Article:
Friday, June 24, 2016

Homily at Holy Spirit Catholic Community, 13th Sunday OT, June 26, 2016, Beverly Bingle RCWP

Today begins the most important section of Luke's Gospel,
referred to by scripture scholars as the “journey narrative.”
Fr. Raymond Brown calls Luke's story
of the long journey to Jerusalem
“an artificial framework.”
It's a literary device created by Luke
so he can tell about Jesus in an organized way.
Jesus actually did travel from Galilee to Jerusalem.
For later followers, his journey takes on symbolic meaning:
it's the way by which Jesus went from death to new life,
and the way that we, as his disciples,
are called to do the same.
Luke's story of the beginning of Jesus' long journey
begins with a lesson that we still need today.
At the very beginning of the trip,
Jesus' disciples are not welcome in a Samaritan village,
but Jesus will not let them call down fire from heaven
to destroy the villagers.
In the 18th century, Jonathan Swift, Irish Anglican priest,
criticized Christians for having
just enough religion to hate
but not enough to love.
History continues to give us examples of people who,
like the first disciples,
want to do violence to people who don't agree with them.
We don't have to look any farther
than the front pages of our newspapers to see it.
People killing other people when they disagree.
People killing other people because they are different.
And people doing murder in the name of God.
It happened in the Crusades.
In Nazi Germany.
In the Middle East.
In Orlando.
It's still happening.
What motivates people to hate so viciously in the name of God?
Maybe their religion is just a veneer on the surface of their lives.
Maybe they just can't grasp the message of love
that's at the heart of all real religions.
Maybe they never really learned what their own religion is about.
Or maybe it's the failure of religious leaders
to keep their own hatred out of their beliefs.
Whatever it is, Fr. Joseph Pollard rightly calls it blasphemy.
But for us Christians, we should know the way.
Jesus' response to his disciples call for vengeance
is to go on to another village.
He teaches us that our way to new life
is not through violence and retribution
but through peaceful avoidance of conflict.
So Jesus and his disciples continue on the journey,
and Luke has Jesus give us more advice.
Three people come up to him, one by one,
and each one hears radical requirements for discipleship.
The first person, wanting to follow Jesus wherever he goes,
hears that there will be no place to rest
for the one who joins Jesus on the Way.
We have to ask ourselves if we are ready to follow,
even if we have to walk away
from the comfort and security of our homes and friends.
Are we ready to speak up for what is right and just,
even if we know our family members and best friends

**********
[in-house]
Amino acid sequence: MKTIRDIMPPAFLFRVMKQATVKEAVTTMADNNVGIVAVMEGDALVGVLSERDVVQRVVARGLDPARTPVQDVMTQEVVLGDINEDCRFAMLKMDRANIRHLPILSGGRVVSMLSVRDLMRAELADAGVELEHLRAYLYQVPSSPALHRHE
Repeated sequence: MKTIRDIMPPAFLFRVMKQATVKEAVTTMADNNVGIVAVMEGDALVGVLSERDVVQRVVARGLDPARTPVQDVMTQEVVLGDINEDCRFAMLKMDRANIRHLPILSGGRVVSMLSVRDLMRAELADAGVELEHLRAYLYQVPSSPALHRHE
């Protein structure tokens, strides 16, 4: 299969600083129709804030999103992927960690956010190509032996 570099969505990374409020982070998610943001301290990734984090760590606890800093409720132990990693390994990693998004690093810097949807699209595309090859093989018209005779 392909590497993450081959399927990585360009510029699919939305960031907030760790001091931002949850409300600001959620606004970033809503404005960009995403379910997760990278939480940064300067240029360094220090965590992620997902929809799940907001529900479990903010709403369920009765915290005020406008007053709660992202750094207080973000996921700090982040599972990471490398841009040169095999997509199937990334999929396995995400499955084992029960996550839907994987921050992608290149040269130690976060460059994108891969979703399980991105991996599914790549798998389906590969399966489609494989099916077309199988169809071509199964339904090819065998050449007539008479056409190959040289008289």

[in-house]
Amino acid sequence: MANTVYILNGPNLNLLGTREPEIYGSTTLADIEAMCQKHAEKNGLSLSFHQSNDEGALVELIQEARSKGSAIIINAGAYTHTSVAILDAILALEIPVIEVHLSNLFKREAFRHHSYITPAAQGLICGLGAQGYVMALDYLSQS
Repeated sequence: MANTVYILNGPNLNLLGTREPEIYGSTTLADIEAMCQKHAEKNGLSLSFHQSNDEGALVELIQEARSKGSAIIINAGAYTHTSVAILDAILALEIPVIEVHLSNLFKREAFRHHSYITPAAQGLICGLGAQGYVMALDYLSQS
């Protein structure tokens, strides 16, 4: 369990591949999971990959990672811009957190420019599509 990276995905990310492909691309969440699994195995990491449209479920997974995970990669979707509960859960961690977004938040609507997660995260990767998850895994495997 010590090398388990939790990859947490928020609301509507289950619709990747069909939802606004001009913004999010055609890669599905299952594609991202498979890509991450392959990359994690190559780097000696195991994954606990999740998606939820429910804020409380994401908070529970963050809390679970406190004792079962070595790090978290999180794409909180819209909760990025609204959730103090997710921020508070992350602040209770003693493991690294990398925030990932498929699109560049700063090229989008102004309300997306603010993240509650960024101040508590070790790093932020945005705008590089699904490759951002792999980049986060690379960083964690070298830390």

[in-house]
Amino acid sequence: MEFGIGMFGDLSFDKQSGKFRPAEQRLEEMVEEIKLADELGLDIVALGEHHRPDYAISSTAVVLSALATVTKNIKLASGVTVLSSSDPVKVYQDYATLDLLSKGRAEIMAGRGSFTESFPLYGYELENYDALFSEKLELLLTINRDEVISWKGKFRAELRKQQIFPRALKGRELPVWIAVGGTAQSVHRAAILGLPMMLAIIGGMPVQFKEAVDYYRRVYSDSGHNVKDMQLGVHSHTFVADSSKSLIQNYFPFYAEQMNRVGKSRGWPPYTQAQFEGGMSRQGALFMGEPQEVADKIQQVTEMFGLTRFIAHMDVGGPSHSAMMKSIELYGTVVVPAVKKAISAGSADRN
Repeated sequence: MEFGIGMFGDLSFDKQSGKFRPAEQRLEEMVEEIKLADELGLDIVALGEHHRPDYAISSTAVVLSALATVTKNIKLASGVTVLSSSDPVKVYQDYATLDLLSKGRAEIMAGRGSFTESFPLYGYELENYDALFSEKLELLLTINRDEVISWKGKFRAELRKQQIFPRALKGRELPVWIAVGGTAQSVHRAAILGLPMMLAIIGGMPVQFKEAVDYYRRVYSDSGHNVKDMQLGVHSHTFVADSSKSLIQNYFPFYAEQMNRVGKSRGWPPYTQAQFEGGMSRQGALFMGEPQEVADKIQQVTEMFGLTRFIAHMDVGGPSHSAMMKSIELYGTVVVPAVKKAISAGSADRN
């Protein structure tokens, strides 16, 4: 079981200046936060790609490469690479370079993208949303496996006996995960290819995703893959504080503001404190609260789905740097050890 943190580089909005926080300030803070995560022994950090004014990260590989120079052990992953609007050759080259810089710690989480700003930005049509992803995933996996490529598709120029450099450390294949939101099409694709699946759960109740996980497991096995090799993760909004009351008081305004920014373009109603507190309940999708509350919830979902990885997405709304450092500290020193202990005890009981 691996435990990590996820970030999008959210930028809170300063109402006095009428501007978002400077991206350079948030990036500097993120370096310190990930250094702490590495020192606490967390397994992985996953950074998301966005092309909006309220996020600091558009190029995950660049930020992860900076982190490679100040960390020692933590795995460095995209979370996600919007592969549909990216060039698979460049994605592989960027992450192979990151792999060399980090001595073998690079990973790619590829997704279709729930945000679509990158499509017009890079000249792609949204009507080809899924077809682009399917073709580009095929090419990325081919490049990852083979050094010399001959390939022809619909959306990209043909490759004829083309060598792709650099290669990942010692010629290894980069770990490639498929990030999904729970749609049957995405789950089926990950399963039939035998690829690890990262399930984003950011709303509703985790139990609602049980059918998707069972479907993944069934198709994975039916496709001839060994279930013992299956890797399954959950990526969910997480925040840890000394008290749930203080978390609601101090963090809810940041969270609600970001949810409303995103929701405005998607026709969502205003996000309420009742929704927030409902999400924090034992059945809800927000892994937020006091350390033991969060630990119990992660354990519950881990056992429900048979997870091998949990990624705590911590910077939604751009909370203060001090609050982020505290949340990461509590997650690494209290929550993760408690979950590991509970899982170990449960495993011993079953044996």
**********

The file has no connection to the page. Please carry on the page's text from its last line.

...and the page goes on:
will disagree with us?
The second person, invited by Jesus to join the group,
wants to go bury his father,
and Jesus responds with “let the dead bury their dead.”
If the man goes home to wait for his father's death
so he can fulfill the law of honoring his parents,
he himself will become dead
to the new life that comes with the journey to Jerusalem.
We have to ask ourselves what we're waiting for
that keeps us from following Jesus along the Way.
Maybe it's job security—
I won't object to my boss' racist remarks
until I have another job lined up.
And the third person
wants to say goodbye to family before he follows,
but Jesus warns that anyone
who expects to live in the reign of God
can't live in the past.
As followers along the way, we look ahead.
We don't regret the past and we're not obsessed with it,
either by focusing on its mistakes
or by imagining it as a golden age.
We know from other scriptures
that Jesus does not mean these sayings to be absolutes.
What Jesus is doing is making clear
the mindsets that undermine living in the reign of God.
He is reminding us of the greater goal,
and that everything else falls by the wayside
in our choice to follow him.
Rarely are we called to burn all our bridges,
like Elisha in the first reading.
These sayings remind us that, at rare, particular moments,
we are called to be heroic.
But most of the time
we are called to reflect, adapt, and take action.
As Paul puts it in that second reading,
we have to live by the Spirit, not by the law.
We are required to serve one another through love.
I recall times in my own life
when I lacked the courage to follow Jesus' way,
and a few times when I had the courage to burn bridges,
to walk away from security for the sake of a vision.
Out of Africa author Karen Blixen once said that
“There is probably always one moment in life
when there is still the possibility of two courses,
and another when only one is possible.
At the latter point I have burnt my boats,
and afterwards there can be no retreat.”
Elisha reached that point.
Paul reached that point.
Jesus reached that point.
We reach that point, too,
faced with the question of what it means
for us
to follow Christ today.
It means to act with love where we are,
in our chosen career,
on our chosen life path,
true to the commitments we have made.
It's not only what we do that's important.
It's how we do it.
There's more than one way to follow Jesus,
but each path has this in common:
we are called to follow with our whole heart,
and our heart must be full of love,
no matter what.

Holy Spirit Catholic Community
Saturdays at 4:30 p.m./Sundays at 5:30 p.m.
at 3925 West Central Avenue (Washington Church)

Rev. Dr. Bev Bingle, Pastor
Mailing address: 3156 Doyle Street, Toledo, OH 43608-2006

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